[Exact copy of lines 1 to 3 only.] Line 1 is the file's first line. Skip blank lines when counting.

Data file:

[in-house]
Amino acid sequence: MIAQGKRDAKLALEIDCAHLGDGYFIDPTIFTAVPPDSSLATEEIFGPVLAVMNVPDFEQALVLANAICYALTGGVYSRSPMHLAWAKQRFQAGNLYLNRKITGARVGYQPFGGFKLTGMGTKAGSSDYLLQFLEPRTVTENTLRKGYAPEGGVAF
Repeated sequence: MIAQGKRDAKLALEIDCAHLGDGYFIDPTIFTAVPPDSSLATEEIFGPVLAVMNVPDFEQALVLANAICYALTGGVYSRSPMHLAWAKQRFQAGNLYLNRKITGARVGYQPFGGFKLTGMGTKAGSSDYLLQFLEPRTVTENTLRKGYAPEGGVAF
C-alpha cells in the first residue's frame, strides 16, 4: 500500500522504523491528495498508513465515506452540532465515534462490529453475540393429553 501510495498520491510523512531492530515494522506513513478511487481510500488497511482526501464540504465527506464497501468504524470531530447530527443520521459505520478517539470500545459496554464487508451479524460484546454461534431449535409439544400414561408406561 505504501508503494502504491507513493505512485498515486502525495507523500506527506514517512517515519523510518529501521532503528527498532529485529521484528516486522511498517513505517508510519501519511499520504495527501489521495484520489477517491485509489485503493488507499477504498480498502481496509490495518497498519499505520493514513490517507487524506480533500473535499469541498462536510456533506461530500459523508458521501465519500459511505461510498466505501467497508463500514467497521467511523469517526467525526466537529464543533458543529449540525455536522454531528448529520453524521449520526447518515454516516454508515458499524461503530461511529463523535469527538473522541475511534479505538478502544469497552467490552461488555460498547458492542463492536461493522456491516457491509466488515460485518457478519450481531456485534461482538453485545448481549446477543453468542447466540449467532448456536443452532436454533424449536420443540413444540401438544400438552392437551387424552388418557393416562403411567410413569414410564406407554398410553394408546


[in-house]
Amino acid sequence: MIAQGKRDAKLALEIDCAHLGDGYFIDPTIFTAVPPDSSLATEEIFGPVLAVMNVPDFEQALVLANAICYALTGGVYSRSPMHLAWAKQRFQAGNLYLNRKITGARVGYQPFGGFKLTGMGTKAGSSDYLLQFLEPRTVTENTLRKGYAPEGGVAF
Repeated sequence: MIAQGKRDAKLALEIDCAHLGDGYFIDPTIFTAVPPDSSLATEEIFGPVLAVMNVPDFEQALVLANAICYALTGGVYSRSPMHLAWAKQRFQAGNLYLNRKITGARVGYQPFGGFKLTGMGTKAGSSDYLLQFLEPRTVTENTLRKGYAPEGGVAF